International Container Shipping to Cape Town
Warmer climes and a dramatic city await you in beautiful Cape Town. You’ve probably made the decision to relocate here for retirement, for work or to be closer to your family, but before you start dragging out the suitcases, there are moving costs and logistics to consider.
Moving Belongings by Sea or Air?
People often relocate to Cape Town for work secondments as well as permanent retirement. Long term moves to South Africa will usually involve shipping furniture and white goods and in cases like these, sea container shipping is normally the answer. But if you’re moving short term or into furnished accommodation, air freight could be the best option for you.
The Port of Cape Town handles all container shipments for this part of South Africa, and as you’re likely to be living in the city itself or close by, getting your belongings from ship to your new front door should be easy and inexpensive. People relocating by sea freight tend to fill a shipping container and pay a fixed price for a full one. A twenty foot container will hold the contents of a three bedroom family home; a forty foot container can hold all this plus one or two cars. Ask about grouping your load with others if you’re not quite going to fill a whole container – it can save precious funds.
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Should I Bring the Car?
Shipping your car abroad involves fees for marine shipping insurance, shrink-wrapping, crating, loading, delivery, customs clearance, export declaration, container drayage, paperwork, and fumigation. Sometimes these fees can mount up to the point that buying a new car makes more sense.
But if you do want to bring your car with you to Cape Town, there are two options open to you. Option one is using a ro-ro (roll-on roll-off) service on a specific vehicle freight vessel. Your car will travel under the deck, to be collected at the destination port or sent onward by transporter. Your second option is to ship your car in a forty foot container with your other belongings – normally the safer choice.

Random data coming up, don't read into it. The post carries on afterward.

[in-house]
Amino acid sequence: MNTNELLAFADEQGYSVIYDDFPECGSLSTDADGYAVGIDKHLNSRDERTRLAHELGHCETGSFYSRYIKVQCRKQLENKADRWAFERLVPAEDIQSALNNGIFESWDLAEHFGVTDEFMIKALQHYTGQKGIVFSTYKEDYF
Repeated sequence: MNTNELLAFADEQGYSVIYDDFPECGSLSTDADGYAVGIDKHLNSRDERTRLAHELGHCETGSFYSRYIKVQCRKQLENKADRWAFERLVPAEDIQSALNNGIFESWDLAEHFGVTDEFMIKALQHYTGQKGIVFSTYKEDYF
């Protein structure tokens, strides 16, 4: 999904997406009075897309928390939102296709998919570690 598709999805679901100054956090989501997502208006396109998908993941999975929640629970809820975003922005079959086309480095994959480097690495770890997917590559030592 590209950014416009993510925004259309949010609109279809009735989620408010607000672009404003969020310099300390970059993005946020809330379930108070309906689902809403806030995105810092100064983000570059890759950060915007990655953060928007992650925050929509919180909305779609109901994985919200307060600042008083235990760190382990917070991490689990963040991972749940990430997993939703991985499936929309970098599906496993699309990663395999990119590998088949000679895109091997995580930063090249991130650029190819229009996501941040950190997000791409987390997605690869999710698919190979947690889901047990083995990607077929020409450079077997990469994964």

Your cargo company will take responsibility for - and insure - your container contents from port of origin to port of destination, or door-to-door if you request it. If you’re shipping a vehicle or any high value items (art, antique furniture, jewellery) make sure your cargo firm will cover these - you may need to pay extra for their cover. This standard shipping service is referred to as CIF: cost, insurance and freight.
Check whether your shipping company offers a tracking service for their containers – this is a great option for peace of mind and ease of scheduling. With access to your container number or a personal reference code, you can log into either your agent’s website or a third party site, and check your container’s exact whereabouts in real-time.
How’s it Calculated?
The cost of moving abroad - either by air or sea - is always going to come down to the size of your shipment and the distance the container needs to travel. If you want the peace of mind and added help of a door-to-door cargo service, be prepared to pay for the luxury. Shipping containers sometimes undergo customs inspection fees, warehousing charges and can attract import duties, so make sure that all potential extra costs will be absorbed by your shipping supplier and not you. Nobody wants a surprise follow-up invoice, especially at a costly time like this.